On August 30, a U.S. District Court found that the Department of the Interior (DOI) had violated the Administrative Procedures Act (APA) earlier this year when it moved to repeal a recent Office of Natural Resources Revenue valuation rule.
The valuation rule would have increased annual taxpayer revenues by up to $75 million in royalties collected from oil, gas, and coal developed on federal land.
The APA provides procedures for proposing, establishing, and in this case, repealing regulations. Specifically, the court’s ruling cited DOI’s initial failure to open a public comment period before introducing a notice repealing the rule as a violation of APA procedures. In order to correct its misstep, DOI later opened a comment period asking the public to weigh in on whether there was in fact a need to alter the recent valuation regulation. Taxpayers for Common Sense submitted comments in favor of valuation reform.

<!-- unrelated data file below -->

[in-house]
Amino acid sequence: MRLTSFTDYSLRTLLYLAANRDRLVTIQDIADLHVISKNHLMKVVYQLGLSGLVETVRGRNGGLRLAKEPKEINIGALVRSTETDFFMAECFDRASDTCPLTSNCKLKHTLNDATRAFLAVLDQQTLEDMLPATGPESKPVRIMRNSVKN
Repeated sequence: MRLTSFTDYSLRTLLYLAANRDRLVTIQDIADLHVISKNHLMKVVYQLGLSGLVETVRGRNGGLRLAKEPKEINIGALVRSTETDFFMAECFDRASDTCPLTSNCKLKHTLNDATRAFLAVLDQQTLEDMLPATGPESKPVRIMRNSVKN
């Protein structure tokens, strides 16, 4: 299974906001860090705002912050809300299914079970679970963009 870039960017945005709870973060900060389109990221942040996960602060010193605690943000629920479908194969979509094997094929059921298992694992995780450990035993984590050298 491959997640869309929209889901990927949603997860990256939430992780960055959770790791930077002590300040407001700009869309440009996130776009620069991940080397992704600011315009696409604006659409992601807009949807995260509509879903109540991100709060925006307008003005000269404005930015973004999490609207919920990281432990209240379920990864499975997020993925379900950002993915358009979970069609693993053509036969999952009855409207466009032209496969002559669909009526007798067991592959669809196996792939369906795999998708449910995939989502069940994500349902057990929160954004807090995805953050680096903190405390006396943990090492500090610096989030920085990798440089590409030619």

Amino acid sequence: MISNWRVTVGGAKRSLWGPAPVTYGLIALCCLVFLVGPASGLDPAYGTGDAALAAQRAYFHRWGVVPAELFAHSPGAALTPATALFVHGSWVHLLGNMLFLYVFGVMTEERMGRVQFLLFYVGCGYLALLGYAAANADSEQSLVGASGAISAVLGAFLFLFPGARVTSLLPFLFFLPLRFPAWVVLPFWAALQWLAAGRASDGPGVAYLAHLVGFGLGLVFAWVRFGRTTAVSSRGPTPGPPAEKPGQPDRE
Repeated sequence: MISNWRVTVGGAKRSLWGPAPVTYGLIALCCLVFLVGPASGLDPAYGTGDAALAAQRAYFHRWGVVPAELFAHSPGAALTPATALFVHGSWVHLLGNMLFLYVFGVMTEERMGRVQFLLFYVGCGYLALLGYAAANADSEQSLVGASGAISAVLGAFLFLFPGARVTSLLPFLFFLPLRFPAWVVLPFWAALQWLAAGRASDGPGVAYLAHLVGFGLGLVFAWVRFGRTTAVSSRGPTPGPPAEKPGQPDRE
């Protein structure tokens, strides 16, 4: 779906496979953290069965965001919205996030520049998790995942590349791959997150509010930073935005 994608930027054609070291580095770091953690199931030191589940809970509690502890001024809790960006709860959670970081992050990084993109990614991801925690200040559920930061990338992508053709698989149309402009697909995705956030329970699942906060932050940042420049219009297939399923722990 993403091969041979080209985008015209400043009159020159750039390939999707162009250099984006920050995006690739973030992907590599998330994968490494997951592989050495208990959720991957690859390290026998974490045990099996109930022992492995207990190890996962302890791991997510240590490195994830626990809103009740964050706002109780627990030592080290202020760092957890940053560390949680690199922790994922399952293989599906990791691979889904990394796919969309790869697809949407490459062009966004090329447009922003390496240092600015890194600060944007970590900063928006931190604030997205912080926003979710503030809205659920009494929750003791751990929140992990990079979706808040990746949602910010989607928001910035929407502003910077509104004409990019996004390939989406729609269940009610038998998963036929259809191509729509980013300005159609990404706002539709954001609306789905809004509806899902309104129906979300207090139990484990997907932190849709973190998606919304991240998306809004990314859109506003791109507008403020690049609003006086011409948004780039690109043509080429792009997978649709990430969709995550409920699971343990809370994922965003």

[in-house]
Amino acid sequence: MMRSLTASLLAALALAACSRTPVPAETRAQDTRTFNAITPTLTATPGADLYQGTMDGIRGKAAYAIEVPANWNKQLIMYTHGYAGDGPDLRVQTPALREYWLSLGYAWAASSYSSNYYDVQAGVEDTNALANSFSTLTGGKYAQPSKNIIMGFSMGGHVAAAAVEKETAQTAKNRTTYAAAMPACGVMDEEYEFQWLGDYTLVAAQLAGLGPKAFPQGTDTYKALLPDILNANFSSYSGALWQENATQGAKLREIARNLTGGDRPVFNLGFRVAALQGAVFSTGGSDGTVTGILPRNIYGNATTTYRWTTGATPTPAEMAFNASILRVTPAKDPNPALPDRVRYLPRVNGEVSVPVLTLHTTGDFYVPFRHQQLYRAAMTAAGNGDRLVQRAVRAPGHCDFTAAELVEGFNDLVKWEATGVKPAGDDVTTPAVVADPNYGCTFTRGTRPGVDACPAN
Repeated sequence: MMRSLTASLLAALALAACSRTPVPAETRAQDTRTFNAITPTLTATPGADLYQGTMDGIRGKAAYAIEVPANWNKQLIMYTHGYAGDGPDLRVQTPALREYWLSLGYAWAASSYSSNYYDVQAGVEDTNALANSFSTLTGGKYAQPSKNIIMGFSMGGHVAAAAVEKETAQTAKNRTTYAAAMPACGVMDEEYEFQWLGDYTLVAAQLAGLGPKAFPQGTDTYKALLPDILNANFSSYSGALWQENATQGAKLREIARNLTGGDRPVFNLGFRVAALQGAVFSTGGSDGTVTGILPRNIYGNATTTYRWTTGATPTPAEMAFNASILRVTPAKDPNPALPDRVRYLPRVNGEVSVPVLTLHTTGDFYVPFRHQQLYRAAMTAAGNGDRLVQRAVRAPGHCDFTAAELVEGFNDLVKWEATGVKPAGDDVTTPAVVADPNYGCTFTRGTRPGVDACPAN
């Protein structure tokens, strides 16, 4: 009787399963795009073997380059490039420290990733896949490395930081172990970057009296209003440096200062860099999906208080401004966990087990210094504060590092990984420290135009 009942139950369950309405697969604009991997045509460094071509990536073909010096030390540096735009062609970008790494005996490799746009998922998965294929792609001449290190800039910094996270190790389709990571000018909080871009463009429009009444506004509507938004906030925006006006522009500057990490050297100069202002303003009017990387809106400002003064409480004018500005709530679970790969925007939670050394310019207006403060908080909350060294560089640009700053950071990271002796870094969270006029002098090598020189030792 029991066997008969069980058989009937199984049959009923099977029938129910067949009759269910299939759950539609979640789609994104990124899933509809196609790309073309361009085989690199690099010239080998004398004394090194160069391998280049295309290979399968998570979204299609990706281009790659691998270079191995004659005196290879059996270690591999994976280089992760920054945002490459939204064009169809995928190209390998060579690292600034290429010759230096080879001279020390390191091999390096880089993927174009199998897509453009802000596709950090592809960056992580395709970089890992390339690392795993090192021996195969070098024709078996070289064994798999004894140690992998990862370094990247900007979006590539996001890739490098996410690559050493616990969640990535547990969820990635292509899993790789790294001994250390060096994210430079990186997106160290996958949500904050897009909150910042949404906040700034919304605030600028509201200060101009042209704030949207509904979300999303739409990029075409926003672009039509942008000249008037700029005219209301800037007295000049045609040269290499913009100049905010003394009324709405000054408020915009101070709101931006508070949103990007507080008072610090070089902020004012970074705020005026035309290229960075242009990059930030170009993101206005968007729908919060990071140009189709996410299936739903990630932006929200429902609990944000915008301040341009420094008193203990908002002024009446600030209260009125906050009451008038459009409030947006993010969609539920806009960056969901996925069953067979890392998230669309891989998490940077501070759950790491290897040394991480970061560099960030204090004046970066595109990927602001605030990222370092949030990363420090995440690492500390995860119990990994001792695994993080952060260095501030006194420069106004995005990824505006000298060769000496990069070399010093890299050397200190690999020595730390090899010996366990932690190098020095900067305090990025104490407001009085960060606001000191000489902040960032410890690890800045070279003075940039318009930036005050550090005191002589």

Despite determining that DOI had violated APA rules, the District Court decision did not reinstate the underlying valuation rule, which was legally repealed, per DOI’s official rulemaking, on September 6.
The valuation rule, which took effect in January, was the product of a five-year process and the first attempt to update the pre-existing, decades-old valuation system, which has cost taxpayers billions of dollars in lost revenue. The valuation rule, while unpopular with industry because of the up-front capital costs it would have required, was a boon to taxpayers – it would have increased federal and state revenues from resource production on federally owned lands. The new rule was a step in the right direction towards providing taxpayers a fair return on publically owned resources, and its repeal, effective this week, is a step backward.